Online courses are already offered by most schools for those people who are very busy and cannot afford to attend normal classes in a university. Students receive almost the same learning due to resources found in the internet the school is providing them. They are also giving certificates to students upon completion of the course.SEO actually stands for Search Engine Optimization, but i called the training for this field as Special Education Online because it is very different from the normal courses we can take from college. This online training course does not include general studies and is far from management subjects. The course is one of the best known training experts have acquired in making their business successful. It helps explore your knowledge in advertising or marketing online for the website of the company. This style is common now to attract customers that will visit their webpage and be a potential acquirer of their product and service. The training is so flexible for those who have limited time due to other scheduled work for their business plus cost is not that much.SEO training offers strategies that will make your business on top of businesses. It includes keyword, website or webpage and linking strategies that can empower your company and the advertising website be known to your targeted market. SEO tools and other freebies are also an option for you to learn which are really benefiting to the students. Your progress will be monitored too to know your standing as a student and assignments are given because it is a way the consulting company working for SEO training can see if you can follow the steps provided for your success. Surely the training is simple, fun and easy as one, two, three.
Are you the parent of a child receiving special education services that is considering filing for a due process hearing? Have you already filed for a due process hearing due to a dispute with special education staff? Would you like to know what issues can arise with a stay put placement? This article will give you information on what difficulties may arise when you ask for a stay put placement.Stay put is the last agreed upon placement between parents and school districts; the placement that the child is in when the parent files for a due process hearing.
Below are some difficulties that may arise when determining stay put!Difficulty 1: If a child is transitioning from preschool to Kindergarten or from middle school to high school stay put can be difficult to determine. If a child is transitioning from preschool what is stay put-preschool or kindergarten. Some hearing officers have ruled that in this situation the child would stay in preschool until the due process was finished.Difficulty 2: If your child is currently in a private placement at public expense and will be changing districts from elementary and high school, a dispute on stay put may develop. This actually happened to a friend of mine, and the decision was that stay put is the child’s private school placement at public expense. The high school was angered that they had to pay for a private school placement that they disagreed with, until the due process was finished.Difficulty 3: A difficulty would arise if a parent had a settlement agreement with their school district waiving stay put as the private school at public expense. Be extremely careful when signing settlement agreements to ensure that you are not giving up IDEA rights in the future!Difficulty 4: A difficulty would arise if a school district wanted to change a child’s placement because they thought the child was dangerous. Case law has held that the school district cannot unilaterally change the placement of a child for behavior that is caused by their disability. The exception is if the child had drugs at school, a dangerous weapon at school, or caused serious bodily injury to another child or school district employee. The school district could then remove the child for 45 days to a Interim Alternative Educational Setting.By understanding what the difficulties could be in a stay put placement will allow you to advocate for your child.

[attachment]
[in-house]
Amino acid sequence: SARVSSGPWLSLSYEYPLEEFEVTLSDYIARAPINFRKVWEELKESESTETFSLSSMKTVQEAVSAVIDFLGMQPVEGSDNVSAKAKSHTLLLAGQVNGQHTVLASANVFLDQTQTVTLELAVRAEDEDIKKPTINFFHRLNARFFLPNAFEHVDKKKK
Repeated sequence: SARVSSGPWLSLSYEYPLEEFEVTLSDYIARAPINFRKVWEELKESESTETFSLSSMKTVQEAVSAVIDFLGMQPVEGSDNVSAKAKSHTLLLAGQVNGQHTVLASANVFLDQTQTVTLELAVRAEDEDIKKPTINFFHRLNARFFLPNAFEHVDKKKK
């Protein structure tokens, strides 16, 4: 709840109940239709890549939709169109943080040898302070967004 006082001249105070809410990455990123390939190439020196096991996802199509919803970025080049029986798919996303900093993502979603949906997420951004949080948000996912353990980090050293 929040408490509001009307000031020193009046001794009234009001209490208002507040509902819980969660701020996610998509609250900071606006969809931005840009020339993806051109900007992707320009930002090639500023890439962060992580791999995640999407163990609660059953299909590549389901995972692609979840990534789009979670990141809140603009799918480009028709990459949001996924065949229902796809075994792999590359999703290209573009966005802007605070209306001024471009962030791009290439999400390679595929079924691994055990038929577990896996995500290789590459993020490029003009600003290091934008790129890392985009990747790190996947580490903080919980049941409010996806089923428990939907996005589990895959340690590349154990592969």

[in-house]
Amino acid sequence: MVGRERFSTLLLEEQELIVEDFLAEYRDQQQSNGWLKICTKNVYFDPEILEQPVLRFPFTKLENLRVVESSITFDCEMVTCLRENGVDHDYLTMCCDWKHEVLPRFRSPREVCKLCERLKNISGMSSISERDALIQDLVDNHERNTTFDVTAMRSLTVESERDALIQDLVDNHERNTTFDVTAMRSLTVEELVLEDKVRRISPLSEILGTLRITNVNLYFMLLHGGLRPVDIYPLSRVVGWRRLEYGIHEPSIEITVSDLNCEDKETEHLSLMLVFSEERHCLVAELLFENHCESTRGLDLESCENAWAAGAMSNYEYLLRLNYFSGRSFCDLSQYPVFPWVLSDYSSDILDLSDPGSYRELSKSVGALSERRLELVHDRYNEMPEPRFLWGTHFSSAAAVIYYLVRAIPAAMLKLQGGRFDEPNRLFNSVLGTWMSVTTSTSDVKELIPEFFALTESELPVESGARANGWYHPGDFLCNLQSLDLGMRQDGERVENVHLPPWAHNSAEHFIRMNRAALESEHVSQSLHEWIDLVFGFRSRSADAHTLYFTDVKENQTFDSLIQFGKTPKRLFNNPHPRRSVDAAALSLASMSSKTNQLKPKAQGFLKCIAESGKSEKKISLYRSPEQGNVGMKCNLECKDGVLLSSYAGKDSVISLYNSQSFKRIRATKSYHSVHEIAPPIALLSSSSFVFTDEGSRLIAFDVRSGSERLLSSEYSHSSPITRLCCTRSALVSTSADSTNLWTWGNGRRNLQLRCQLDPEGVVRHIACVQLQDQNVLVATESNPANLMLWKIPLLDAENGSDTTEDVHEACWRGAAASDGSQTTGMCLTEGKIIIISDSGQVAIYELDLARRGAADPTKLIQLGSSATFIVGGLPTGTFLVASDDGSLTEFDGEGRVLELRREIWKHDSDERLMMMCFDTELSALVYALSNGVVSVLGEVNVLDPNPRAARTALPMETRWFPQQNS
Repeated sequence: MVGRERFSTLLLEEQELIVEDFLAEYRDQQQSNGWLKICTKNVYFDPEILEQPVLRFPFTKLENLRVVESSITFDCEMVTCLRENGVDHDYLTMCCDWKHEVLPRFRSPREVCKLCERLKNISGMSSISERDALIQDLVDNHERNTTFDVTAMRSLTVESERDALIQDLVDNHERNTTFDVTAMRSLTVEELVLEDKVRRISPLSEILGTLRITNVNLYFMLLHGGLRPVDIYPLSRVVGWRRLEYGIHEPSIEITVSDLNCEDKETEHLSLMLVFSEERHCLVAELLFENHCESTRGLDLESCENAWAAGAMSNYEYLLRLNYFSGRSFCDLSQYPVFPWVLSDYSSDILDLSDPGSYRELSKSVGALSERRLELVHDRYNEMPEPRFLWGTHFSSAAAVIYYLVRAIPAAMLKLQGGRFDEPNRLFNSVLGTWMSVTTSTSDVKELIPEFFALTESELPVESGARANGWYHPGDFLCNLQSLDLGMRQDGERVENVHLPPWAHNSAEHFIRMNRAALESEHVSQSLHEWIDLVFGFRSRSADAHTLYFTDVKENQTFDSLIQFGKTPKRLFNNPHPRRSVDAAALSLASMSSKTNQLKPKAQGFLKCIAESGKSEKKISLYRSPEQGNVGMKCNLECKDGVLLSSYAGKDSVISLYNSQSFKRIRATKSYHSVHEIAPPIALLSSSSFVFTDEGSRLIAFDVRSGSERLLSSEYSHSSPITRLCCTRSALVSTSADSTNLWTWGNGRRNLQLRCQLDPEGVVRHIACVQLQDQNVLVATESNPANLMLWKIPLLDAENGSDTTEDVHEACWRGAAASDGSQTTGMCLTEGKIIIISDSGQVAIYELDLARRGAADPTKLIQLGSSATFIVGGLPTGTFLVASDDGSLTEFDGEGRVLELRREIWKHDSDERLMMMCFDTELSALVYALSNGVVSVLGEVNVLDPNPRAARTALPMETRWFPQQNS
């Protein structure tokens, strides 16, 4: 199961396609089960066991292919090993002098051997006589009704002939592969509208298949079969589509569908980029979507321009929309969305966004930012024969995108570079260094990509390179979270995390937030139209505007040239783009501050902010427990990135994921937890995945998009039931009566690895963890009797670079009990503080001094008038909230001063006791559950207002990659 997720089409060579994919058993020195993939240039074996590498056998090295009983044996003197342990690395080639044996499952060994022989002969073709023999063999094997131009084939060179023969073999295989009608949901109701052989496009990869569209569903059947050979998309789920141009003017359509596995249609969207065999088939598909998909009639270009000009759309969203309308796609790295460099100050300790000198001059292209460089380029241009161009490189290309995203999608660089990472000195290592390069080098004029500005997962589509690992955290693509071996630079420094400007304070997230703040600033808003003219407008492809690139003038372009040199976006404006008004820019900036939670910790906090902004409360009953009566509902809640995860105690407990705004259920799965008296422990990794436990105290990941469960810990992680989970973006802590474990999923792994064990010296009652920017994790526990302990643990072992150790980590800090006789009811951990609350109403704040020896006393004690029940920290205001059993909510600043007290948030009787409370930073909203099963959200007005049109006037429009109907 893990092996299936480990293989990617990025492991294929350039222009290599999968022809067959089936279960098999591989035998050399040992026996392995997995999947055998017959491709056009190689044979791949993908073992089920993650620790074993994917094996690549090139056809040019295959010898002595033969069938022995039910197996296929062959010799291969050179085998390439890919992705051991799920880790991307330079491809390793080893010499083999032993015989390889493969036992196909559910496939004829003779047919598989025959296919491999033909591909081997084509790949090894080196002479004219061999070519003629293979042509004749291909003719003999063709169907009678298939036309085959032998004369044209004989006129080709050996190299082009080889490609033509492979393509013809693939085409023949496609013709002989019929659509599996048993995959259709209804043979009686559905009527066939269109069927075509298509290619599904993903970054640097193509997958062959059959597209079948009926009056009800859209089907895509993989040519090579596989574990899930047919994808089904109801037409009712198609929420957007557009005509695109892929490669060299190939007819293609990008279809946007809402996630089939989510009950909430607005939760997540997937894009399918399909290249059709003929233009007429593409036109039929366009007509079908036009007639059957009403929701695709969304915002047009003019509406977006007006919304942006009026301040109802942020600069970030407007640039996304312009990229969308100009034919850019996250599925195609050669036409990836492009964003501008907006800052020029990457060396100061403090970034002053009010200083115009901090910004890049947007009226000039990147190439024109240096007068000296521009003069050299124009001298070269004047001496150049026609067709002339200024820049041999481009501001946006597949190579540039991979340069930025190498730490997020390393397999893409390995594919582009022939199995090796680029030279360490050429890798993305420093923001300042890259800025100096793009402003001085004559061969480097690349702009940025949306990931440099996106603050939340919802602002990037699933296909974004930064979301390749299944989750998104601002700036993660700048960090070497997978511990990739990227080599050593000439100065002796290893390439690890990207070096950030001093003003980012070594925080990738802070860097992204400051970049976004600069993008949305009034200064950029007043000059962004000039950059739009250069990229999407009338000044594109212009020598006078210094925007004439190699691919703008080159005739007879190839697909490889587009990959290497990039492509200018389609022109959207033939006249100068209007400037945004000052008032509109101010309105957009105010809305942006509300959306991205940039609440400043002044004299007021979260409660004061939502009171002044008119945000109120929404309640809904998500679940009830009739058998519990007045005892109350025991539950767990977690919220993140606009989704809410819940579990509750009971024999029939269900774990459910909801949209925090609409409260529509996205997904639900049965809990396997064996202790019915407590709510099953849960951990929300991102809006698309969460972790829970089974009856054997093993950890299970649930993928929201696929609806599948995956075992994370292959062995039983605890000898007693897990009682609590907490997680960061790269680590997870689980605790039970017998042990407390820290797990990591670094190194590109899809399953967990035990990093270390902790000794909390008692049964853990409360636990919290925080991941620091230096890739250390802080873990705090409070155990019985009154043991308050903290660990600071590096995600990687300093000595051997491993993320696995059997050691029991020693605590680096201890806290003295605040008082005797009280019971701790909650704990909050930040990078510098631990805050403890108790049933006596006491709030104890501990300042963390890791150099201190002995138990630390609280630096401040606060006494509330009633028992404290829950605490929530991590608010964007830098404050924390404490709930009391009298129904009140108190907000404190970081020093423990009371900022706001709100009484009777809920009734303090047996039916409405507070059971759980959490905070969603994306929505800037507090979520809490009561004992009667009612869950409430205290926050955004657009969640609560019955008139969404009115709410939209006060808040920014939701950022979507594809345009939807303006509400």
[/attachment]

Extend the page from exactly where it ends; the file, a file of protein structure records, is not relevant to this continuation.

My top 5 advocacy tips:1. Trust your instincts. If you think, your child has disabilities in certain areas trust yourself. No one knows your child like you do, and you are the best judge of what will help your child learn. It is my experience that special education personnel may try and tell you that your instincts are wrong, but only accept this, if there is concrete evidence to back it up. You are the only advocate that your child has, and they are depending on you to advocate for needed related and special education services.2. Important educational issues need to be handled by letters not telephone calls or e mails, so that you can begin developing a paper trail for documentation, you may need in the future, to help you in a dispute with special education personnel. As far as sending e-mails to special education personnel, I do not like to use e-mail, as e-mails are kept in an electronic record, and not in the child’s written educational record.If you have a verbal conversation with school personnel and want to document the conversation, you can always write a short letter to the person that you had the conversations with. Try and keep the letter to one page, date it, and give a summary of the conversation. Also, keep a copy for yourself.3. If special education personnel say something that does not sound right to you, ask them: “Please show me in writing where in Federal or State law it states you have the right to do what you want to do or not do what I asked you to do to benefit my child’s education.” In my opinion, this is one of the most important advocacy skills that parents need to learn, because of the amount of misinformation that is given to parents. If school personnel cannot show you in writing from Federal or State law where it states they have the right to do something or do not have to do something you asked them to do, you know that they are not being truthful.Use the same procedure if school personnel state that they have to do something, or cannot do something because it is school policy-ask to see the policy in writing, and also ask for a transcript of the board meeting where the policy was passed.4. If your school district evaluates your child for disabilities and states that your child does not have any disabilities (even though you believe they do), and is not eligible for special education services, you have the right to an Independent Educational Evaluation (IEE) at public expense (which means that the school district pays for it). You must disagree with the school’s evaluation, (could be over the actual testing, the areas tested, the interpretation of the testing, the findings and conclusion of the testing, etc) to be able to receive and obtain an IEE at public expense.5. Educate yourself on all laws related to special education and disabilities and requirements so that when your school district tries to say things that are not truthful, you have the information to stand up to them, for the benefit of your child. Learn about State Complaints, Mediation and Due Process to help you resolve any disputes that you have with special education personnel.By following my top five tips you will well be on your way to successfully advocating for needed services for your child!